Many of you may have heard about micro-lending but because it is generally a tool used by persons in countries like Pakistan, India and Bolivia really never gave it much thought. Neither had I until I recently read an article on Source of Title http://www.sourceoftitle.com
This short article reveals the potential pitfalls of micro-lending in a way that while was not meant to be humorous, for some reason just really made me laugh. I do not feel good about my reaction, but that was my honest reaction. But, then, I started to really think about this issue and read a bit more on the subject.
The article mentioned above relates to a story about a micro-lender in the U.S. who lent a sum of money to a farmer and used the farmer's goat(s) as collateral against the loan. The repayment terms were $2.20/month. When the borrower fell behind to the tune of $6.10 the micro-lender found it necessary to foreclosure it's rights in their collateral, i.e the goat
From the article:
SAN FRANCISCO-Representatives from One World Finance, a U.S.-based microcredit provider, confirmed Monday that they had initiated foreclosure proceedings on a goat in southern India following a borrower's repeated failure to make her $2.20 monthly loan payments. "I tried to work with Ms. [Subha] Thangam on this, but once she fell a full $6.10 behind, I had to repossess the goat," said loan officer Michael Conrad, who stated that he was just doing his job and that it was "not [his] fault" if certain subsistence farmers were living beyond their means. "I'd love to recoup the entire $22 loan at auction, but given the glut of foreclosed and abandoned goats in the area, I'd be lucky to get even half that." Conrad also acknowledged that the owner had left the goat in "pretty bad shape" and had even stripped it of its hair for potential resale on the paintbrush market.
Now, again, this is truly not funny, and when you really sit down to think about it, is the reaction of this borrower really any different from that of many borrowers we have all come across, who, for whatever reason, have fallen into foreclosure or are in a short sale situation?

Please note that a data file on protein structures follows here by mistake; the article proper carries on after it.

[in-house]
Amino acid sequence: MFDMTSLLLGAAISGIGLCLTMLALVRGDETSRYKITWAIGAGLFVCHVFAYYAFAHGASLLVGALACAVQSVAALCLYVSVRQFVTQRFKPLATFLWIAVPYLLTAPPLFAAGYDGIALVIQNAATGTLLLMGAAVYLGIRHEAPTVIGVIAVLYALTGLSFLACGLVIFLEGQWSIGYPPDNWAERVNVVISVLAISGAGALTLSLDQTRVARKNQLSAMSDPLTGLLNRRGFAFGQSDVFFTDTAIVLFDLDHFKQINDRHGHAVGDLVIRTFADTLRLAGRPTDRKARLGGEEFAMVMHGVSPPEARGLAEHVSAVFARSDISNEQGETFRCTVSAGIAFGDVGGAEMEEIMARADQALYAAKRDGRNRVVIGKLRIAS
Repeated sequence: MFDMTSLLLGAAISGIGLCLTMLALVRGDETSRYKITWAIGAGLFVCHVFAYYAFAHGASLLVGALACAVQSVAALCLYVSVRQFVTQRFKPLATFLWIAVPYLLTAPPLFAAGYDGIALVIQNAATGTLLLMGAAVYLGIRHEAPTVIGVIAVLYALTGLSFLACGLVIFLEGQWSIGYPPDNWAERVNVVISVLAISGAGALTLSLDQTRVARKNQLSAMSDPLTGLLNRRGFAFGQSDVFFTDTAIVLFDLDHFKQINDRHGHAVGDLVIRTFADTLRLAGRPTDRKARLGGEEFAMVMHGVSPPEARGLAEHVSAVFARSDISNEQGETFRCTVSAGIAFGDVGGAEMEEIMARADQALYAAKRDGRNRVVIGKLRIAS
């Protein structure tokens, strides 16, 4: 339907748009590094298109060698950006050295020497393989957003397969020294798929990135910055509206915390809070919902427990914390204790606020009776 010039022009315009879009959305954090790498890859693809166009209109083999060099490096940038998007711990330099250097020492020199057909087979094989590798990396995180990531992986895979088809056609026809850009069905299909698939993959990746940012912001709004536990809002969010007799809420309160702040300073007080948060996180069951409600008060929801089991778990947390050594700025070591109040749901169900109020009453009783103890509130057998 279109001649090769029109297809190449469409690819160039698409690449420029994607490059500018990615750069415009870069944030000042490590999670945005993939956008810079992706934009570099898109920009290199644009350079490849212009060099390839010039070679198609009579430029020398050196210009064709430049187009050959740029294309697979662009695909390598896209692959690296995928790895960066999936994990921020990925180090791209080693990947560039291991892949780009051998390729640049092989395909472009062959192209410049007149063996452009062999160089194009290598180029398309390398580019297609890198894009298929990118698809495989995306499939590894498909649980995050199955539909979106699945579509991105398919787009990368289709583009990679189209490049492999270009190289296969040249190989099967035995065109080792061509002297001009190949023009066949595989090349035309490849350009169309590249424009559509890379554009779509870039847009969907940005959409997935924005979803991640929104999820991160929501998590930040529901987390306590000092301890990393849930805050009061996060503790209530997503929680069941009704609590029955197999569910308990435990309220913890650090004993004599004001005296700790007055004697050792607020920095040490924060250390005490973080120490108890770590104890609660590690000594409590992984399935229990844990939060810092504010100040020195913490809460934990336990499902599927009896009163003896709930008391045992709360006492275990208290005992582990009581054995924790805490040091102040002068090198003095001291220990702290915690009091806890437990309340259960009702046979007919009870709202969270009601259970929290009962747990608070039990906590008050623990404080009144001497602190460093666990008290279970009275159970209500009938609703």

How many times have you, as Realtors, gone into a home that has been foreclosed upon only to realize that the prior owners have stripped it of it's copper piping, appliances, cabinets, stair rails, etc. Their reaction to their circumstances is no different than that of this poor borrower in India who has found themselves unable to repay a debt, that maybe should never have been granted to them in the first place.
As a title agent who specializes in transferring REO property I can tell you that there have been many times in the past when I have been at the closing table with a borrower who clearly has no idea about the responsibility that comes with the privilege of home ownership. I can also tell you that many, many of those same files have shown up on my desk of late in foreclosure, in REO STATUS ready to be marketed at very reduced prices. Many of those same folk who really, really WANTED to buy more than they should have and who were told they could absolutely afford it are now left with all consuming debt, foreclosures in the credit history and a need to start over again. So, did anyone do them any favors by telling them that they should absolutely take on debt that clearly they could not afford? I think NO.
I do feel badly for all who are in financial straits whether because they overextended themselves or they lost their jobs as a result of the financial meltdown we have experienced in this nation, and in fact world wide.
I do hope though that this current economic climate has taught us all a lesson. Let's see if we can't get back to reality and realize that we NEED only the basics. Those things we WANT should be saved for and then, when we finally get those WANTS, perhaps we will appreciate them more.